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    #768 2 years ago
    Quoted from dudah:

    After many events, my pin toolbox is looking sharp!
    [quoted image]

    It looks like a rock star's guitar case after traveling to 300 gigs.

    16
    #769 2 years ago

    I was trying to figure out how to hold down the pair of coin door interlock switches on my AFM, then I saw the old box of lego...

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    #770 2 years ago

    Custom made from a friend of a friend who does metal work

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    #771 2 years ago

    Not for new sleeves but those pesky old ones that need a hammering

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    #772 2 years ago
    Quoted from clodpole:

    I occasionally find a lightbulb, especially LED, unlabelled and away from its peers. I built this light bulb tester out of an old cigar box, with a wedge socket in one end and a bayonet in the other. Now, if I can't figure out if an LED is burned-out, or tell what color it is, I put it in my tester and flip the satisfying switch to find out.
    [quoted image][quoted image]

    Awesome! I would add a 2nd socket to each side. Sometimes LEDs look similar and you need to figure out which is warm white, sunlight, etc.

    #773 2 years ago
    Quoted from clodpole:

    I occasionally find a lightbulb, especially LED, unlabelled and away from its peers. I built this light bulb tester out of an old cigar box, with a wedge socket in one end and a bayonet in the other. Now, if I can't figure out if an LED is burned-out, or tell what color it is, I put it in my tester and flip the satisfying switch to find out.
    [quoted image][quoted image]

    Very nice! But you need to lower current rating on the fuse...a LOT! The transformer would go up in flames long before that fuse ever pops.

    #774 2 years ago
    Quoted from Deleenhe:

    I was trying to figure out how to hold down the pair of coin door interlock switches on my AFM, then I saw the old box of lego...[quoted image][quoted image]

    Cool use of legos.
    Don't those interlock's pull out?

    #775 2 years ago
    Quoted from Insane:

    Cool use of legos.
    Don't those interlock's pull out?

    They will but this would be useful on some games in a league or tournament play when you need the high power active to retrieve a ball and put on right or left held flipper in mid play.

    #776 2 years ago
    Quoted from Stretch7:

    They will but this would be useful on some games in a league or tournament play when you need the high power active to retrieve a ball and put on right or left held flipper in mid play.

    Makes sense.

    #777 2 years ago
    Quoted from mbwalker:

    Very nice! But you need to lower current rating on the fuse...a LOT! The transformer would go up in flames long before that fuse ever pops.

    What amperage would you recommend?

    #778 2 years ago
    Quoted from clodpole:

    What amperage would you recommend?

    Just doing some back of the napkin numbers, the output (secondary) is 6V at 500mA. So 6 x 0.5A = 3W. Converting that to the input (primary side): 3W/120V = 0.025A. But that's assuming there's no loss in the transformer (i.e. 3W in, 3W out), and that's not the case, but a good starting point.

    So I'm not sure exactly what fuse you would use, but definitely something with a low current rating (i.e. 0.05A, 0.1A?). I don't know if you can even get that small of a fuse rating. Plus I don't know when the transformer wire actually would melt (you want to fuse to blow before the transformer is damaged).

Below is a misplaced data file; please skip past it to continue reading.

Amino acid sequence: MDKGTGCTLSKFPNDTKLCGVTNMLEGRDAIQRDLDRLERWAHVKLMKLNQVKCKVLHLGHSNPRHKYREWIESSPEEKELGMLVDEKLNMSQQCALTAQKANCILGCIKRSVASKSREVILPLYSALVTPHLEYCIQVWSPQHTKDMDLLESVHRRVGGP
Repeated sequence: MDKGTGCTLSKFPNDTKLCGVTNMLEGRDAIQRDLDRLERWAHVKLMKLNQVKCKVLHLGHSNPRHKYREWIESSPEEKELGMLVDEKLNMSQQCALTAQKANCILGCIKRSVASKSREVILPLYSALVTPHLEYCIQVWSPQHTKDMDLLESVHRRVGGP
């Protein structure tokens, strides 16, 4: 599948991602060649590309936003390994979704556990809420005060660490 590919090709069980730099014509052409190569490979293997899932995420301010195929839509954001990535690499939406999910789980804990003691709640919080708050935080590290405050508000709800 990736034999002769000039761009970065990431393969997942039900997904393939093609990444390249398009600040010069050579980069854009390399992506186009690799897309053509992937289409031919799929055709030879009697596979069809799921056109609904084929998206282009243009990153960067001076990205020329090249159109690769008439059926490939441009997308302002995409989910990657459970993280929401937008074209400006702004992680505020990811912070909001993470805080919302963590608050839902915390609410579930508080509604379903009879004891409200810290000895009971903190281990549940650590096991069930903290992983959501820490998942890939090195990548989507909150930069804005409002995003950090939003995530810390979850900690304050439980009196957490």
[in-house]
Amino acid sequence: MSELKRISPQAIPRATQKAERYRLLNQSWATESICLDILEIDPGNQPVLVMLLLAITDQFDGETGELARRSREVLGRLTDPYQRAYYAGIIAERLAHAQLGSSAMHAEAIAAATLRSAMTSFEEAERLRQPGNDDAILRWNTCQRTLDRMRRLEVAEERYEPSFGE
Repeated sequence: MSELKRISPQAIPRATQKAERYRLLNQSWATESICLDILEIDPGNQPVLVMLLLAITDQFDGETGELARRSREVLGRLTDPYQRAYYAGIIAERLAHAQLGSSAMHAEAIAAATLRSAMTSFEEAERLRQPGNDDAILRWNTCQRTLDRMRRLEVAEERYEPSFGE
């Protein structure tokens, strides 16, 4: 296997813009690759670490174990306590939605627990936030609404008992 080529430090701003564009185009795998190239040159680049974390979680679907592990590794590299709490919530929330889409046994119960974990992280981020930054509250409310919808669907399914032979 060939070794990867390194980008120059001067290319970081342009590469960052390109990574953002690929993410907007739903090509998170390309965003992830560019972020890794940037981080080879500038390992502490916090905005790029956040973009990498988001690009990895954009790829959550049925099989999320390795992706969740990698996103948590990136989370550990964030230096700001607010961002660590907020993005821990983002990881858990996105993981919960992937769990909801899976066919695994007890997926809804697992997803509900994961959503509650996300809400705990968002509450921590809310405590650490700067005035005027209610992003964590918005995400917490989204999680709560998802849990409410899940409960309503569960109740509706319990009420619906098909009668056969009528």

Maybe look around on Amazon for a fuse assortment kit? Are you going to check incandescent bulbs too? Or just LED?

    #779 2 years ago
    Quoted from mbwalker:

    Just doing some back of the napkin numbers, the output (secondary) is 6V at 500mA. So 6 x 0.5A = 3W. Converting that to the input (primary side): 3W/120V = 0.025A. But that's assuming there's no loss in the transformer (i.e. 3W in, 3W out), and that's not the case, but a good starting point.
    So I'm not sure exactly what fuse you would use, but definitely something with a low current rating (i.e. 0.05A, 0.1A?). I don't know if you can even get that small of a fuse rating. Plus I don't know when the transformer wire actually would melt (you want to fuse to blow before the transformer is damaged).
    Maybe look around on Amazon for a fuse assortment kit? Are you going to check incandescent bulbs too? Or just LED?

    Sometimes incandescent, in those rare instances where the filament seems intact but doesn't glow under load. Mostly LEDs.

    #780 2 years ago
    Quoted from clodpole:

    Sometimes incandescent, in those rare instances where the filament seems intact but doesn't glow under load. Mostly LEDs.

    A 44 incandescent bulb is rated at 0.25A, so you should be OK there. And a 47 is a little less. So not sure what's going on there.

    Getting back to the fuse size, you could maybe put a 0.5A inline the 6V side too since those are probably easier to get than a lower rated one for the primary. Then maybe change to a 0.1A on the 120V side to cover the transformer (still a WAG there).

    Sorry - probably overthinking things.

    11
    #781 2 years ago

    I was terrified at the idea of hammering T-nuts into my new playfield so I made this puller for sinking the nuts in "gently". I used a 6200-2RS ball bearing (whatever I could find) and used metal-epoxy putty to attach it to a big flat washer around the OD so the inner race will still turn freely. An 8-32 screw (I used a Robertson head but a hex head would be way better), a couple of washers and a flattened T-nut (which was a nice fit to the ID of the bearing) and then I glued some felt to the big washer to protect the playfield. I used a screwdriver to pull the T-nuts down and once I got confident I gently used a drill to drive it. Be careful as it generates a ton of force and would be easy to over-clamp the T-nut and really pull it into the playfield.
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    #782 2 years ago
    Quoted from mbwalker:

    Sorry - probably overthinking things.

    I'd just use a 9V battery and be done with it.
    Its more than the 6V that the LED requires, but you're only connecting it for a second to see if the LED works and what color it is.

    If you want to be extra careful, use 3 AA batteries instead of a 9V battery.

    #783 2 years ago
    Quoted from Deleenhe:

    I was terrified at the idea of hammering T-nuts into my new playfield so I made this puller for sinking the nuts in "gently"...